Dezeen Magazine

Elon Musk submits bid to build beach tunnel transport system in Florida

Fort Lauderdale has voted to approve a proposal from Elon Musk's tunnelling firm Boring Company to build an underground transit loop connecting the downtown part of the Florida city to its beachfront.

Fort Lauderdale's mayor Dean J Trantalis tweeted on 7 July that city officials had accepted the proposal from the Boring Company to undertake the infrastructure project.

"Other firms have 45 days to submit competing proposals," added Trantalis. "This could be a truly innovative way to reduce traffic congestion."

Called the Las Ollas Loop, the tunnel would allow cars to drive underground to the beach instead of travelling along the road at surface level.

Underground loop proposed as alternative to railway

"Fort Lauderdale and the Boring Company made initial contact early this year to discuss underground alternatives to the construction of a high-rise commuter rail bridge over the New River," the City of Fort Lauderdale said in a statement.

Fort Lauderdale is a coastal city 40 kilometres north up the coast of Florida from Miami. It has a population of 1.8 million and is a popular tourist destination.

"The underground transit loop would provide quicker and more efficient access between downtown and the beach as well as alleviate street-level traffic," added the City of Fort Lauderdale.

Two test tunnels built so far

Technology entrepreneur Musk founded the Boring Company in 2016 in response to his personal frustration with road congestion in Los Angeles. He imagined a system of tunnels that would allow people to travel at high speeds in driverless cars fixed on rails.

However, the design has evolved during testing and now involves a tunnel wide enough to accommodate a single Tesla – the electric car developed by one of Musk's other companies – being driven through manually.

The Boring Company's tunnel in Hawthorne, California
Elon Musk drove a Tesla through the first test loop in Hawthorne

Musk unveiled the first test tunnel in 2018 in Los Angeles County, starting at the car park of his space rocket company SpaceX and emerging 1.83 kilometres away in Hawthorne.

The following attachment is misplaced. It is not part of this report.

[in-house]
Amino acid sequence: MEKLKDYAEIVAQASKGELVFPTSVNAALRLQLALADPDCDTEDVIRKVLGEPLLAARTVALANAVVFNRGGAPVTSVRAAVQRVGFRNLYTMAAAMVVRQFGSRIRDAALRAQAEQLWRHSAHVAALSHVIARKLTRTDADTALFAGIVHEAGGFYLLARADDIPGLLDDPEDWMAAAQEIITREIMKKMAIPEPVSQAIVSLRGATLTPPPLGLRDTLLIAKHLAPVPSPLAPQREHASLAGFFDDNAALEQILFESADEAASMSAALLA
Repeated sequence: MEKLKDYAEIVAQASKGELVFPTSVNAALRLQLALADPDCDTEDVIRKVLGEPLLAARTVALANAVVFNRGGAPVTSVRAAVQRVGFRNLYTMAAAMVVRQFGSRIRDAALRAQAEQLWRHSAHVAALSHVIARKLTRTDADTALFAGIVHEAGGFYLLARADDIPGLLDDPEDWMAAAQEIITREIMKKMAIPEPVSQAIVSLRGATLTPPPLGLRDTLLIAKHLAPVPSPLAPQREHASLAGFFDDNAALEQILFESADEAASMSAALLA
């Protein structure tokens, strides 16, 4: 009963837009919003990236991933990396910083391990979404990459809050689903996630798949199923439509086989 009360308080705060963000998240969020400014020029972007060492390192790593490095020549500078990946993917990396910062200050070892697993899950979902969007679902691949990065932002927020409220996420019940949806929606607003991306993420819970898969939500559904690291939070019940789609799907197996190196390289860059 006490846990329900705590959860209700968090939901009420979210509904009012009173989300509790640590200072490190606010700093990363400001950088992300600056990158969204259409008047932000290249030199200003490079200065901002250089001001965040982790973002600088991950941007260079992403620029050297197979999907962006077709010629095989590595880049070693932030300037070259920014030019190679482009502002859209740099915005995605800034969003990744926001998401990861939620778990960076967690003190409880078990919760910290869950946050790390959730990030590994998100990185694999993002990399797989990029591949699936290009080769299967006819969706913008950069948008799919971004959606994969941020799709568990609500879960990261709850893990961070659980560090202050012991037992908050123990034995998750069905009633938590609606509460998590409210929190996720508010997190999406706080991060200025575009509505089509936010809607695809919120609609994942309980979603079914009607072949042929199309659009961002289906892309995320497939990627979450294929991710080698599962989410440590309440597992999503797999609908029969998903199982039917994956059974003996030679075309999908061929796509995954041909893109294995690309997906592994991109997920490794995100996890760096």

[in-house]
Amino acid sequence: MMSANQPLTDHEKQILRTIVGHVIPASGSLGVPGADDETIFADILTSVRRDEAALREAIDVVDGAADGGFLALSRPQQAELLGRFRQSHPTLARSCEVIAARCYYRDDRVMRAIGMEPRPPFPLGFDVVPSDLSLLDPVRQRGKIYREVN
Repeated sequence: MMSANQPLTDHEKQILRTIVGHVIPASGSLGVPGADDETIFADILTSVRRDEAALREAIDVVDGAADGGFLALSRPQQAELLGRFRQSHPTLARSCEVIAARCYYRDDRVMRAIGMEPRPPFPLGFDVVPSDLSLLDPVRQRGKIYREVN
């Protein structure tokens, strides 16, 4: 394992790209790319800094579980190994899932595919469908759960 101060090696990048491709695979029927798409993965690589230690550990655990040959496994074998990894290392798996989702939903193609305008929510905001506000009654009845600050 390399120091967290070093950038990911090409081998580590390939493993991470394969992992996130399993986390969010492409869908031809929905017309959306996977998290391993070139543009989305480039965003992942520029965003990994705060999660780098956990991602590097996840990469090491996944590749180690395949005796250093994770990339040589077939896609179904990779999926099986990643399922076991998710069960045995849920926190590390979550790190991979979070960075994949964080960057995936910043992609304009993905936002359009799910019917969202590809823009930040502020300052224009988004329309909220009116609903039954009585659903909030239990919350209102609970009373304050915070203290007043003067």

A second test tunnel loop has been built under the Las Vegas Convention Centre (LVCC).

Tunnels offered as alternative to public transport

The LVCC Loop, which opened last month, runs 1.7 miles (2.7 kilometres) and has three stations. The Boring Company claims it reduces a 45-minute walk to a two-minute underground journey.

"The Vegas system consists of two one-way tunnels in which passengers are whisked in regular Teslas between three stations," said the City of Fort Lauderdale.

"Unlike a subway system, the number of cars can vary based on demand and passengers can go directly to their destination without multiple stops in between."

Musk has received criticism in the past for attempting to develop a private system that negates the benefits of public transport such as buses and subways, which allows people to travel en masse to reduce congestion and the reliance on personal vehicles.

The Las Ollas Loop has also drawn concern over risks of flooding and sinkholes, as Fort Lauderdale is only 2.7 metres above sea level with a geology of karst limestone topped by sandy soil. The coast is also prone to hurricanes and storm surges.

Howver, in a recent interview with Dezeen the design curator and educator Jan Boelen named Musk the world's greatest living architect.

"He is building the biggest infrastructures around us," said Boelen. "And he's not even asking anybody permission for that. He's just doing it."

Images via the Boring Company.